** County Population Cap Release: Current law specifies that where a jail exceeds its population cap, the administrator of that jail may begin releasing inmates up to five days before their scheduled release date. The budget increases that timeframe to 30 days.
** County Contracting Authority: Removes the January 1, 2015, sunset on county authority to contract with other public agencies to provide inmate housing in community correctional facilities.
** DOJ Criminal History Information Availability: Existing law requires the Department of Justice to provide criminal history information to a district attorney or public defender when representing a person in a criminal case or parole revocation hearing. The budget extends that authority to post-release community supervision and mandatory supervision revocation hearings. Similar authority is provided for local agencies providing local criminal history information.
** Pre-Trial Electronic Monitoring: Existing law allows a county to authorize an electronic monitoring program for inmates held without bail if they have spent 30 days in jail following arraignment for a misdemeanor crime or 60 days on a felony charge. The budget adds, as a third category eligible for release, any inmate appropriate for the program based on a determination by the correctional administrator the inmate’s participation would be consistent with the public safety interests of the community.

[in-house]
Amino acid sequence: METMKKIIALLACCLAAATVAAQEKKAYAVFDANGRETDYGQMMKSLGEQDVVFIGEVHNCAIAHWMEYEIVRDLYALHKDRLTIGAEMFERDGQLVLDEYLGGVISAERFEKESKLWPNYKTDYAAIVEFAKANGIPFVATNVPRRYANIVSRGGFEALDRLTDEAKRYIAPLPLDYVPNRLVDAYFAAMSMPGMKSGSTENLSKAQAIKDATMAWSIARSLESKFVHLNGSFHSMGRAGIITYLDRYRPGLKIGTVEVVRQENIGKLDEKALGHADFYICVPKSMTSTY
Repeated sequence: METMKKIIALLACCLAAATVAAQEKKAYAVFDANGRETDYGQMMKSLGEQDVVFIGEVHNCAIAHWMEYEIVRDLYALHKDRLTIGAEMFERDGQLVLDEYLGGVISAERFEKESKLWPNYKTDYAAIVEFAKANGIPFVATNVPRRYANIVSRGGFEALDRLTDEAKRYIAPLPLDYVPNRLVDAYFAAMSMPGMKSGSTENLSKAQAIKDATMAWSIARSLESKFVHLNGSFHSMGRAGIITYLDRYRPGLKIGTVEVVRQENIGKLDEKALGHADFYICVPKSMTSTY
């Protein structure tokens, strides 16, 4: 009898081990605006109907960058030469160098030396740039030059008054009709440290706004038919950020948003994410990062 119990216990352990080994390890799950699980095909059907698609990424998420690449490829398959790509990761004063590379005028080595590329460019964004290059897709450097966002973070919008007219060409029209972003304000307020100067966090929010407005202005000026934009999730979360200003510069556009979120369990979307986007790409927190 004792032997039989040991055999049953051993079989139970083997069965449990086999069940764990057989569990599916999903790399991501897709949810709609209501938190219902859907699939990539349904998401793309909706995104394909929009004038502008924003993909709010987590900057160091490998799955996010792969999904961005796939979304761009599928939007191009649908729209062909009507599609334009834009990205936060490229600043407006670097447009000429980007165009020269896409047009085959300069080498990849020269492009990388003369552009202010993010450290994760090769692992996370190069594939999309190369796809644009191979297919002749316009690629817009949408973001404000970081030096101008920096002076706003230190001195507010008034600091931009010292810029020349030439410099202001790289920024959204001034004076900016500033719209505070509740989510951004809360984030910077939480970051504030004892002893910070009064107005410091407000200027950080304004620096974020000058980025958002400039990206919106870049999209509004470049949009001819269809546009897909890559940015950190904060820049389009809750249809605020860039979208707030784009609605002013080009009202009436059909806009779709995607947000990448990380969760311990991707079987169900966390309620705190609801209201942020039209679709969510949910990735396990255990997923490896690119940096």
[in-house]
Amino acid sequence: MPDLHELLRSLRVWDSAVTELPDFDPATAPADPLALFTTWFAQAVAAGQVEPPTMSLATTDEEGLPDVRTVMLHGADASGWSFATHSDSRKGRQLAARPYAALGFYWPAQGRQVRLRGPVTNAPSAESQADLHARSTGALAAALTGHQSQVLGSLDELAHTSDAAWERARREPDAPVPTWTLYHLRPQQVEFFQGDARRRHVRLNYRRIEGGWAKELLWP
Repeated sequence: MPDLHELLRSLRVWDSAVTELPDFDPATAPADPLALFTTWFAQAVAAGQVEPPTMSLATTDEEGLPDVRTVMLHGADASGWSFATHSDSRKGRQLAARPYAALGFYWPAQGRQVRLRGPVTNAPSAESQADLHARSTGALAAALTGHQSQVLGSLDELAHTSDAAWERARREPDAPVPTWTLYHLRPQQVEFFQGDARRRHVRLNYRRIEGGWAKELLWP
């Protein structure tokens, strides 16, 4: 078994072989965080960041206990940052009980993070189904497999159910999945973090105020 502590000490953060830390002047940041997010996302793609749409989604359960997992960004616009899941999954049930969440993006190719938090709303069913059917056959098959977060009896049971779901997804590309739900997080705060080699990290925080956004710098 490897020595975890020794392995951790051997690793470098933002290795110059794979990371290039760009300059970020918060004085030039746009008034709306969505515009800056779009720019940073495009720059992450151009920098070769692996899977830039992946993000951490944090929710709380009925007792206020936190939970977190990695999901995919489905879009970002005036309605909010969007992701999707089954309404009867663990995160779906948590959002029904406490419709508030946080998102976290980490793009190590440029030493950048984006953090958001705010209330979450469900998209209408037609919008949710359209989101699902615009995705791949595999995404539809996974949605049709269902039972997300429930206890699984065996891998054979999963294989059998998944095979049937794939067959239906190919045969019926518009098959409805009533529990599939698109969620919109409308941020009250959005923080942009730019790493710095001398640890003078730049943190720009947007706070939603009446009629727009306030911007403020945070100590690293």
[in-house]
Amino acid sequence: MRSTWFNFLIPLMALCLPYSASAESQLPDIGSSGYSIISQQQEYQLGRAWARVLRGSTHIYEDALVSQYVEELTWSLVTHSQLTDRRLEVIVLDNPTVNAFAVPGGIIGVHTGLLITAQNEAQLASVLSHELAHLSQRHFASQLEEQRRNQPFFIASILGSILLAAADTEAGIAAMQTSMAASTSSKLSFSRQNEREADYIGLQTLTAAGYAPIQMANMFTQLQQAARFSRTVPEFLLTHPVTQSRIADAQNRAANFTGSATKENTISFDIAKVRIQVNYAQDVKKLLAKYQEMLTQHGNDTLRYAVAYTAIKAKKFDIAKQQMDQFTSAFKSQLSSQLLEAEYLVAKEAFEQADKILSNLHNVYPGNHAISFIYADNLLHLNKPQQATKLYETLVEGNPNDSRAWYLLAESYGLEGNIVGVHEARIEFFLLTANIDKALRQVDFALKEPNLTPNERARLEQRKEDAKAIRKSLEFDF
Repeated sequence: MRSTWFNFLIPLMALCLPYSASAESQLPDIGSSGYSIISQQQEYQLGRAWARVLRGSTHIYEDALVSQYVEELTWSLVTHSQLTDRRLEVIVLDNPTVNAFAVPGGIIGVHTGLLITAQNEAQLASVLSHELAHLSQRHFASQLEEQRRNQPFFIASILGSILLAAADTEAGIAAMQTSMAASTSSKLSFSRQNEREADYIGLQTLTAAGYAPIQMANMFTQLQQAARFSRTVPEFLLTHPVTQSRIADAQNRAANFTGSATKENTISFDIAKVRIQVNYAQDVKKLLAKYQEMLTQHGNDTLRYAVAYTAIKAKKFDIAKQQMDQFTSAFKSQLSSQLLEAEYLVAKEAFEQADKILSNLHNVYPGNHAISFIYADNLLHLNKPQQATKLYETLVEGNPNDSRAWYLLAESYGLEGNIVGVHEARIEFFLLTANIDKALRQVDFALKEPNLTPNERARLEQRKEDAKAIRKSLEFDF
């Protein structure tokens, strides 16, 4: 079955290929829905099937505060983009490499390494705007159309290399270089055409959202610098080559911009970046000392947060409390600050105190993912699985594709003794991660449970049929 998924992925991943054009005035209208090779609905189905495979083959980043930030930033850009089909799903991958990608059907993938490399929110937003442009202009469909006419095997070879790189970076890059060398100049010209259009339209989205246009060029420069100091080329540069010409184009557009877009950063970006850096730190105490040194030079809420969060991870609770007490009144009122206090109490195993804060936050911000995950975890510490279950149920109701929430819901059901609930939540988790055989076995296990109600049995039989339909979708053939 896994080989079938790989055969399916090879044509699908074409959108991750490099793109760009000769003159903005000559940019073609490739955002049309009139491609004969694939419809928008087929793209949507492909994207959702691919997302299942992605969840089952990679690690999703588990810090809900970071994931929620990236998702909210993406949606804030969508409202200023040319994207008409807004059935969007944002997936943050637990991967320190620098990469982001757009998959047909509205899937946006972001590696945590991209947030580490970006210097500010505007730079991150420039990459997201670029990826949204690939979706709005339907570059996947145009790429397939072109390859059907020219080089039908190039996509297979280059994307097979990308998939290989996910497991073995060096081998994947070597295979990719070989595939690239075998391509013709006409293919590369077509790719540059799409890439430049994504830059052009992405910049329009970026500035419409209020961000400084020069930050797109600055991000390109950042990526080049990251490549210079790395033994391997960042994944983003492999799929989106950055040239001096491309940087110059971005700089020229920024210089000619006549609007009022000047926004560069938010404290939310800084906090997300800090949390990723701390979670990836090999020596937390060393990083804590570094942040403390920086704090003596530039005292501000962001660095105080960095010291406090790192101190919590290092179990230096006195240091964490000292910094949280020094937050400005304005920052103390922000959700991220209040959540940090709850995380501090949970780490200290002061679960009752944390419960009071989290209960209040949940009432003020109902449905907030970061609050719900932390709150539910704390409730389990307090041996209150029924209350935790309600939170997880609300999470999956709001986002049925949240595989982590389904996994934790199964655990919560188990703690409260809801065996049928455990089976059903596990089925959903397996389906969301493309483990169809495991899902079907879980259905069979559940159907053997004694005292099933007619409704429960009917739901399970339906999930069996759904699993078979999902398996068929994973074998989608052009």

HIV and Hepatitis Testing
• Standardizes HIV and Hepatitis testing and notification requirements for all persons subject to local supervision.
CDCR, Division of Juvenile Justice
• Ends juvenile parole on January 1, 2013 instead of July 1, 2014. Anyone on DJJ parole on January 1, 2013 will be discharged.
• Reduces DJJ’s age of jurisdiction from 25 to 23.